Background Data regarding direct athletic muscle injuries (caused by a direct blunt or sharp external force) compared to indirect ones (without the influence of a direct external trauma) are missing in the current literature—this distinction has clinical implications.
Aim To compare incidence, duration of absence and characteristics of indirect and direct anterior (quadriceps) and posterior thigh (hamstring) muscle injuries.
Methods 30 football teams and 1981 players were followed prospectively from 2001 until 2013. The team medical staff recorded individual player exposure and time-loss injuries. Muscle injuries were defined as indirect or direct according to their injury mechanism.
Results In total, 2287 thigh muscle injuries were found, representing 25% of all injuries. Two thousand and three were valid for further analysis, of which 88% were indirect and 12% direct. The incidence was eight times higher for indirect injuries (1.48/1000 h) compared to direct muscle injuries (0.19/1000 h) (p<0.01). Indirect muscle injuries caused 19% of total absence, and direct injuries 1%. The mean lay-off time for indirect injuries amounted to 18.5 days and differed significantly from direct injuries which accounted for 7 days (p<0.001). 60% of indirect injuries and 76% of direct injuries occurred in match situations. Foul play was involved in 7% of all thigh muscle injuries, as well as in 2% of indirect injuries and 42% of direct injuries.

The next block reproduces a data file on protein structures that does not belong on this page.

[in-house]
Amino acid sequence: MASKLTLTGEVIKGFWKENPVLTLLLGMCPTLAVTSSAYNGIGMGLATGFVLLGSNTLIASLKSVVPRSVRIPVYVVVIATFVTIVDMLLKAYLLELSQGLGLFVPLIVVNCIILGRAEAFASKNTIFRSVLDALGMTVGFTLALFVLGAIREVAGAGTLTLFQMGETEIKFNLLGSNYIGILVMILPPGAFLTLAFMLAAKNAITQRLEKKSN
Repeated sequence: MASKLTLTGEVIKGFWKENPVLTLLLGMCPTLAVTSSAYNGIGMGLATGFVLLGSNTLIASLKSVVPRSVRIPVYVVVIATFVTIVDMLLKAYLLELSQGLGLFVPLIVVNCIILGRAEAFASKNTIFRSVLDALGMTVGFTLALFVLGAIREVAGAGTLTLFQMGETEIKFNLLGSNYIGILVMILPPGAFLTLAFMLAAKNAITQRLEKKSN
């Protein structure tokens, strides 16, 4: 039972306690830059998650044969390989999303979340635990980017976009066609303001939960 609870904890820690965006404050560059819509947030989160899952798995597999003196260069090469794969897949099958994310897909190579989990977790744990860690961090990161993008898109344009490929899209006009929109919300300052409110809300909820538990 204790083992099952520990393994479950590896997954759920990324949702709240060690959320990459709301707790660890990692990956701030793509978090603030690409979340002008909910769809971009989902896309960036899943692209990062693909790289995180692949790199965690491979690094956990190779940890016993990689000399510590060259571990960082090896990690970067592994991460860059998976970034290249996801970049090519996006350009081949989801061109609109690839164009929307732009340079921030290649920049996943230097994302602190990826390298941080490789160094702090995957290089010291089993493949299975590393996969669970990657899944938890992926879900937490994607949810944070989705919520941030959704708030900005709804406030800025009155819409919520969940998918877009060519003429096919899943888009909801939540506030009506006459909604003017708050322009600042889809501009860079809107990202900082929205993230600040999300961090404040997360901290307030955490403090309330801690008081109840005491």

Summary Muscle anterior and posterior thigh injuries in elite football are more frequent than have been previously described. Direct injuries causing time loss are less frequent than indirect ones, and players can usually return to full activity in under half the average time for an indirect injury. Foul play is involved in 7.5% of all thigh muscle injuries.